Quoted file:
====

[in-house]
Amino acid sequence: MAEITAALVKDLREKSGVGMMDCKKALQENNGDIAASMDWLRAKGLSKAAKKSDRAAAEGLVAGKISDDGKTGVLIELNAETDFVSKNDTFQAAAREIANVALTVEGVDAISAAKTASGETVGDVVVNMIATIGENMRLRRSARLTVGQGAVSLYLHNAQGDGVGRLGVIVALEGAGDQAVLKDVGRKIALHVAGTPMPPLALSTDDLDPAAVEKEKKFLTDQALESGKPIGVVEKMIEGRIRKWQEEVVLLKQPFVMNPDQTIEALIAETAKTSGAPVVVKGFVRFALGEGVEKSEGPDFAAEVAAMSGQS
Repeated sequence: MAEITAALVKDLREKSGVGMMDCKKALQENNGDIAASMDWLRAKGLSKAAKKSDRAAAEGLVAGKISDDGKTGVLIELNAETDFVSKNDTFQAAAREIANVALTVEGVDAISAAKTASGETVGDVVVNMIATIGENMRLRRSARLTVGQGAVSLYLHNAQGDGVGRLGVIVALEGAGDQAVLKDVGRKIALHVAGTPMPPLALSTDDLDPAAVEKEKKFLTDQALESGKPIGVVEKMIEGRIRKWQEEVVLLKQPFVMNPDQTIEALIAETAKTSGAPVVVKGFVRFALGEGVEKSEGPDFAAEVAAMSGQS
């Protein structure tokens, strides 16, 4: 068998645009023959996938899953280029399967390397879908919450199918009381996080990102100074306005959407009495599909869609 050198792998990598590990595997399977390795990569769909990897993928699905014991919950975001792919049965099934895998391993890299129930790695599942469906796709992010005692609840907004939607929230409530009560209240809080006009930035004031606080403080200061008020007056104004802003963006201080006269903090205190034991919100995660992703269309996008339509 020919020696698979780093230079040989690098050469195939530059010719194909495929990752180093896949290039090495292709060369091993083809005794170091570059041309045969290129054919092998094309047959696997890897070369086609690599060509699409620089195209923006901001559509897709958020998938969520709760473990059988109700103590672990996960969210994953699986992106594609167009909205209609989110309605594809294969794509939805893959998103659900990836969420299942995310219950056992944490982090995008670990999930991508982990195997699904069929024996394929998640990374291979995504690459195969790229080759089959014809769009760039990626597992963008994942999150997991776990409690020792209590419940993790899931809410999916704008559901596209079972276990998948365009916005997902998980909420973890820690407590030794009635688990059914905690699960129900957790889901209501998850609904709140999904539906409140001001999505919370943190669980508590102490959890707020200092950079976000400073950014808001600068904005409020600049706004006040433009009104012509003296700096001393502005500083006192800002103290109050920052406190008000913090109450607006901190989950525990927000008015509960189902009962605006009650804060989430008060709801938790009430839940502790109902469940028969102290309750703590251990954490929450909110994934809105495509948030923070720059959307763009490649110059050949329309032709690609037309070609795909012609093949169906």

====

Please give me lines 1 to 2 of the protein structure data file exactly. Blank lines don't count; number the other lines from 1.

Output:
[in-house]
Amino acid sequence: MAEITAALVKDLREKSGVGMMDCKKALQENNGDIAASMDWLRAKGLSKAAKKSDRAAAEGLVAGKISDDGKTGVLIELNAETDFVSKNDTFQAAAREIANVALTVEGVDAISAAKTASGETVGDVVVNMIATIGENMRLRRSARLTVGQGAVSLYLHNAQGDGVGRLGVIVALEGAGDQAVLKDVGRKIALHVAGTPMPPLALSTDDLDPAAVEKEKKFLTDQALESGKPIGVVEKMIEGRIRKWQEEVVLLKQPFVMNPDQTIEALIAETAKTSGAPVVVKGFVRFALGEGVEKSEGPDFAAEVAAMSGQS